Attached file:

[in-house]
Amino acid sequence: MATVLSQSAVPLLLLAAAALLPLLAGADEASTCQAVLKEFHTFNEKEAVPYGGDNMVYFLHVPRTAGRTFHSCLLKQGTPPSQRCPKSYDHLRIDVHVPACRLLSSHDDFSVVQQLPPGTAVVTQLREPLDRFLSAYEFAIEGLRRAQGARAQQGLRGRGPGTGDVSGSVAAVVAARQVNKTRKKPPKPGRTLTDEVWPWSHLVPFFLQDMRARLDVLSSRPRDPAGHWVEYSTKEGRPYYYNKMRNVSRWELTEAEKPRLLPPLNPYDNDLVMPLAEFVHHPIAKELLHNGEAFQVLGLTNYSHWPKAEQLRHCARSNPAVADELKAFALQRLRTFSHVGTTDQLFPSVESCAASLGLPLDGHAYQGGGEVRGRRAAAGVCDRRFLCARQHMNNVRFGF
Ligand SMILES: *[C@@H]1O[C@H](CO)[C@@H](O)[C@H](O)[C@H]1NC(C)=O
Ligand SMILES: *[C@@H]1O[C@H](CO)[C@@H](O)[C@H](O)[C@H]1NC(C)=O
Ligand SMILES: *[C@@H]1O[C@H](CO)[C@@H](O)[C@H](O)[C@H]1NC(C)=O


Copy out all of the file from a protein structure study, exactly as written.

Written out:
[in-house]
Amino acid sequence: MATVLSQSAVPLLLLAAAALLPLLAGADEASTCQAVLKEFHTFNEKEAVPYGGDNMVYFLHVPRTAGRTFHSCLLKQGTPPSQRCPKSYDHLRIDVHVPACRLLSSHDDFSVVQQLPPGTAVVTQLREPLDRFLSAYEFAIEGLRRAQGARAQQGLRGRGPGTGDVSGSVAAVVAARQVNKTRKKPPKPGRTLTDEVWPWSHLVPFFLQDMRARLDVLSSRPRDPAGHWVEYSTKEGRPYYYNKMRNVSRWELTEAEKPRLLPPLNPYDNDLVMPLAEFVHHPIAKELLHNGEAFQVLGLTNYSHWPKAEQLRHCARSNPAVADELKAFALQRLRTFSHVGTTDQLFPSVESCAASLGLPLDGHAYQGGGEVRGRRAAAGVCDRRFLCARQHMNNVRFGF
Ligand SMILES: *[C@@H]1O[C@H](CO)[C@@H](O)[C@H](O)[C@H]1NC(C)=O
Ligand SMILES: *[C@@H]1O[C@H](CO)[C@@H](O)[C@H](O)[C@H]1NC(C)=O
Ligand SMILES: *[C@@H]1O[C@H](CO)[C@@H](O)[C@H](O)[C@H]1NC(C)=O